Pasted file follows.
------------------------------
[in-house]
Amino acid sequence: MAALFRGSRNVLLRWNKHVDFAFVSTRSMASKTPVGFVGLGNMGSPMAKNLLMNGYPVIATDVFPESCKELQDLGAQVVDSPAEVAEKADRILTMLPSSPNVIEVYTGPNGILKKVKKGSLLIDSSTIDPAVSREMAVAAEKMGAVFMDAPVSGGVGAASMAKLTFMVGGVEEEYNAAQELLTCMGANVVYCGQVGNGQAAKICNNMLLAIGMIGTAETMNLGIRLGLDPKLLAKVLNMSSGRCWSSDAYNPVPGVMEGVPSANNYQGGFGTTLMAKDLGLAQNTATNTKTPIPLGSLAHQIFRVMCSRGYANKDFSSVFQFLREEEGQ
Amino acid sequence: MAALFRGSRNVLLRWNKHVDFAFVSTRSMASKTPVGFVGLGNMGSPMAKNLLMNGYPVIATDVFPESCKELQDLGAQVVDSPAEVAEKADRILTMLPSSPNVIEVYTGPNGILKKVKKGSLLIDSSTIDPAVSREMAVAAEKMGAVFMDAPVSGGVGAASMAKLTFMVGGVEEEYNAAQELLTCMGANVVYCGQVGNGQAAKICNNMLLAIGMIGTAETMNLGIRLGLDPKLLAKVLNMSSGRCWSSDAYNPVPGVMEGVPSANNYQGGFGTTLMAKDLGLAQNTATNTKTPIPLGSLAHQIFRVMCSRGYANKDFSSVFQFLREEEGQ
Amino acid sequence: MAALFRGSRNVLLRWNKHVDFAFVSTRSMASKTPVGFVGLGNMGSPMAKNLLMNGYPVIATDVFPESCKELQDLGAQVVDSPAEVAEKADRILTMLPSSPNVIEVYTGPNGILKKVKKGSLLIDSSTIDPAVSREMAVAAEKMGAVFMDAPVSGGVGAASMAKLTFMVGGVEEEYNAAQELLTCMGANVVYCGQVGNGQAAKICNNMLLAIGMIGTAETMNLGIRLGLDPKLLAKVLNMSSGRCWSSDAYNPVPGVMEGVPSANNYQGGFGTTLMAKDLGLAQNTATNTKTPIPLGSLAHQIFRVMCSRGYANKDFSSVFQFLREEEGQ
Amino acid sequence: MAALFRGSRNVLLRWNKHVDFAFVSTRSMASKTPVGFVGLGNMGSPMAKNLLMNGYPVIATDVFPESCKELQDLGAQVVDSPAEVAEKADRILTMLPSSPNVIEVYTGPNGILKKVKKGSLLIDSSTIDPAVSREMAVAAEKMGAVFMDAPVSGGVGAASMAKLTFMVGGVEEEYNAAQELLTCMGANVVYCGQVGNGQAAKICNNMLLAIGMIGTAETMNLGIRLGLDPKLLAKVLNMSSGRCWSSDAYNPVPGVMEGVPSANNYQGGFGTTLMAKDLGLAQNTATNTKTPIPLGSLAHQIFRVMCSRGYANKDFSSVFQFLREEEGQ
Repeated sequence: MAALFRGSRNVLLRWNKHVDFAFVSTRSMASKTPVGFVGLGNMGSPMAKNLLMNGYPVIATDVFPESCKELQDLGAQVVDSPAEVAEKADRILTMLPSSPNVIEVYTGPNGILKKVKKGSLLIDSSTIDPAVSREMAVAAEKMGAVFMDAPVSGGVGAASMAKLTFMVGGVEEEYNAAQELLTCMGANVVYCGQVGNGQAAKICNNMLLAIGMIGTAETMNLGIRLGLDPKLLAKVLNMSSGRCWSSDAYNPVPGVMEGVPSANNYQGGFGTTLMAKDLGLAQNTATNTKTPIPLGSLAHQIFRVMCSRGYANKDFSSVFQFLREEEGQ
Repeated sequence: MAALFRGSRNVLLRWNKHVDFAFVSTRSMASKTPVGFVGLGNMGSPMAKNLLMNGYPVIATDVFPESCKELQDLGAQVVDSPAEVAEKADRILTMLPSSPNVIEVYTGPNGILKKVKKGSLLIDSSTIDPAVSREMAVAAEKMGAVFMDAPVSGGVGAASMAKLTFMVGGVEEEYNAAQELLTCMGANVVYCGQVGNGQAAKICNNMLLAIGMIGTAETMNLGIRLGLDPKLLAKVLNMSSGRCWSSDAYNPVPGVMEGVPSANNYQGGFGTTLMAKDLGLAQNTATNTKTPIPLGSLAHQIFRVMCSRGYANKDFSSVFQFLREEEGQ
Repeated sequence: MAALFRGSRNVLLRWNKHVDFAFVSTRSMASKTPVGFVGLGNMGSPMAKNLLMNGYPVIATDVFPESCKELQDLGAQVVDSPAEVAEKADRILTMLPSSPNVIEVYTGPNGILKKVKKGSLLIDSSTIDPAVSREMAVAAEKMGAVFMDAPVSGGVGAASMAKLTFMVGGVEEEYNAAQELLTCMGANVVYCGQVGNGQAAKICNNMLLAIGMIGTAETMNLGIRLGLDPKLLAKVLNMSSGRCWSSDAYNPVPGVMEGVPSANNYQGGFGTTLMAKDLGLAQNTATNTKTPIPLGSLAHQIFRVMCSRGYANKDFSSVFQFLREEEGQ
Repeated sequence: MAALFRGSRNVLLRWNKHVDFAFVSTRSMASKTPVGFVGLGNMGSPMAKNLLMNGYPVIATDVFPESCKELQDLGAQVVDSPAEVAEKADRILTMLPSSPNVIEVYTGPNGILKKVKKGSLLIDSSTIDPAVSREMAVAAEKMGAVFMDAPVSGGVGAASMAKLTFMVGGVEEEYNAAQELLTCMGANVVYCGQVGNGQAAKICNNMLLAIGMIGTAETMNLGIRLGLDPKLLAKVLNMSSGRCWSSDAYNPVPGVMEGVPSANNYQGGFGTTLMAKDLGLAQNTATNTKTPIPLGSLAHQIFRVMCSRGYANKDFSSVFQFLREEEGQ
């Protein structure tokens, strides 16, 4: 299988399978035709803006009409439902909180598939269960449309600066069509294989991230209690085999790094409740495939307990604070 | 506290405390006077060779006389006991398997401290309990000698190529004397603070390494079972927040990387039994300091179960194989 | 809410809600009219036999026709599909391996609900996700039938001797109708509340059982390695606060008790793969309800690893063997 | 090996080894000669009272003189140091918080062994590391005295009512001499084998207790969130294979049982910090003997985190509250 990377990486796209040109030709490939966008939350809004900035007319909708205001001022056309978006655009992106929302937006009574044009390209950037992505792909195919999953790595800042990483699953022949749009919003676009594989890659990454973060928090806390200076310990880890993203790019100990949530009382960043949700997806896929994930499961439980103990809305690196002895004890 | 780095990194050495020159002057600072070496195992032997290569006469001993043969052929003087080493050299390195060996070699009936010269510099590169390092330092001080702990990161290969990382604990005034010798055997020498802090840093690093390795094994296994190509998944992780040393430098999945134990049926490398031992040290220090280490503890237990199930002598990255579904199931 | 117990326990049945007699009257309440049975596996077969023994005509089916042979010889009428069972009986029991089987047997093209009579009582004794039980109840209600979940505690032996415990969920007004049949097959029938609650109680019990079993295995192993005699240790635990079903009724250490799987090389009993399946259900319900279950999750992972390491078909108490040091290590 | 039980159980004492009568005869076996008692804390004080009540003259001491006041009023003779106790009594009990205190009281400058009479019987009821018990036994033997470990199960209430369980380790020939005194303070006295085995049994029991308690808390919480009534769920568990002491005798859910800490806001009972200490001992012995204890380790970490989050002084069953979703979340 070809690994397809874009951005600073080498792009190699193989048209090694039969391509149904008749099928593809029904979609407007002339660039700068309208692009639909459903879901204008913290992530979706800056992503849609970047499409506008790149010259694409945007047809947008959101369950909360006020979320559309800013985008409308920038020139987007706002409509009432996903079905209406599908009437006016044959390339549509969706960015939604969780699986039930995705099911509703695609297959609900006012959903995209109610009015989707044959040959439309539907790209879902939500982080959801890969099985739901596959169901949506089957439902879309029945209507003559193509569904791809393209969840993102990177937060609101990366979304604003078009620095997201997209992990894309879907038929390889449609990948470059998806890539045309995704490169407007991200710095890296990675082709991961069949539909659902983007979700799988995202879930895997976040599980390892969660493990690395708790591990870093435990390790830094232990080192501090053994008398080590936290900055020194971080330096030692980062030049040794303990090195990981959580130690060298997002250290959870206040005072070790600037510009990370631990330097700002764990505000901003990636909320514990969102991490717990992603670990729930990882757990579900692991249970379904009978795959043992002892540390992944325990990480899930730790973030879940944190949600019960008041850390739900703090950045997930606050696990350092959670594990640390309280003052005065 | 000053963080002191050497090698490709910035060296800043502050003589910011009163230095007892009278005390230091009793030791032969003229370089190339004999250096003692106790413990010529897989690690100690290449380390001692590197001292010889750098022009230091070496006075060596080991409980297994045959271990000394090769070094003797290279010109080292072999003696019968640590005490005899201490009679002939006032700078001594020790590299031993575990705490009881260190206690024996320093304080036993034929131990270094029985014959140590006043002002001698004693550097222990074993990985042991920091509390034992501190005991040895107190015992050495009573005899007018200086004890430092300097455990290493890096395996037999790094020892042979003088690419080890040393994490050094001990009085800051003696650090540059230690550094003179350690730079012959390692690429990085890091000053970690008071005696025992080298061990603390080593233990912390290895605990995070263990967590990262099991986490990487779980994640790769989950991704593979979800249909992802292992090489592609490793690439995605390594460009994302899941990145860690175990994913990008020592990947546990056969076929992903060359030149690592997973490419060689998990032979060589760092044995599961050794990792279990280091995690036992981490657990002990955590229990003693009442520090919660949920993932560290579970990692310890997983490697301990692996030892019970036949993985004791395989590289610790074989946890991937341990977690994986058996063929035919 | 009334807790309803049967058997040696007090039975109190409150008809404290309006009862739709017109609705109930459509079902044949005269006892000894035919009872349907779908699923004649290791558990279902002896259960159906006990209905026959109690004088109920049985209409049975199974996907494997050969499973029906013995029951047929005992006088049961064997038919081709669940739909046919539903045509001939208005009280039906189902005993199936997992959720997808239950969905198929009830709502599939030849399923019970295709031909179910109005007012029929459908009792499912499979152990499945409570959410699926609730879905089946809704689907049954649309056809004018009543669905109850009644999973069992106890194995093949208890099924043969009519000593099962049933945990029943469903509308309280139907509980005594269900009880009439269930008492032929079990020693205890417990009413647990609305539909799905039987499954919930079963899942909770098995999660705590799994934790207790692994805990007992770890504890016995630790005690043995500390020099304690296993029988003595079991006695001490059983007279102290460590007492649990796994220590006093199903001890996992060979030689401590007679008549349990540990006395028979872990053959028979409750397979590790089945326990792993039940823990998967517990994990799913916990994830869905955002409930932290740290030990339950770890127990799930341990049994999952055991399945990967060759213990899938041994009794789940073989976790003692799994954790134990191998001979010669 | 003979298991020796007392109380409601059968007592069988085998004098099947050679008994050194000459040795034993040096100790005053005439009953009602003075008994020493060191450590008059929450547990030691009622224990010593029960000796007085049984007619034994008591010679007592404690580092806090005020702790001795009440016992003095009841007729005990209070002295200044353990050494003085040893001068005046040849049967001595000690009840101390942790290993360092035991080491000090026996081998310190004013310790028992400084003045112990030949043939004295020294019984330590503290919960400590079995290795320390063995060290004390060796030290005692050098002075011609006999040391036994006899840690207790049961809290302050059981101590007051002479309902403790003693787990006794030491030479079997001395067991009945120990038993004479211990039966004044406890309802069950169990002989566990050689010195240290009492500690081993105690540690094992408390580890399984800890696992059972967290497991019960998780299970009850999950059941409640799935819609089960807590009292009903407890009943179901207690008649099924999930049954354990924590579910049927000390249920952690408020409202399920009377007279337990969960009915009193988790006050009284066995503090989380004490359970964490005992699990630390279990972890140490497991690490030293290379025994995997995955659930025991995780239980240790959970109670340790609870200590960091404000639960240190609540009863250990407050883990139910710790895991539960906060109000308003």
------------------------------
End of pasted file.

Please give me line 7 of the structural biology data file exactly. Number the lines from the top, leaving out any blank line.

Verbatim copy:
Repeated sequence: MAALFRGSRNVLLRWNKHVDFAFVSTRSMASKTPVGFVGLGNMGSPMAKNLLMNGYPVIATDVFPESCKELQDLGAQVVDSPAEVAEKADRILTMLPSSPNVIEVYTGPNGILKKVKKGSLLIDSSTIDPAVSREMAVAAEKMGAVFMDAPVSGGVGAASMAKLTFMVGGVEEEYNAAQELLTCMGANVVYCGQVGNGQAAKICNNMLLAIGMIGTAETMNLGIRLGLDPKLLAKVLNMSSGRCWSSDAYNPVPGVMEGVPSANNYQGGFGTTLMAKDLGLAQNTATNTKTPIPLGSLAHQIFRVMCSRGYANKDFSSVFQFLREEEGQ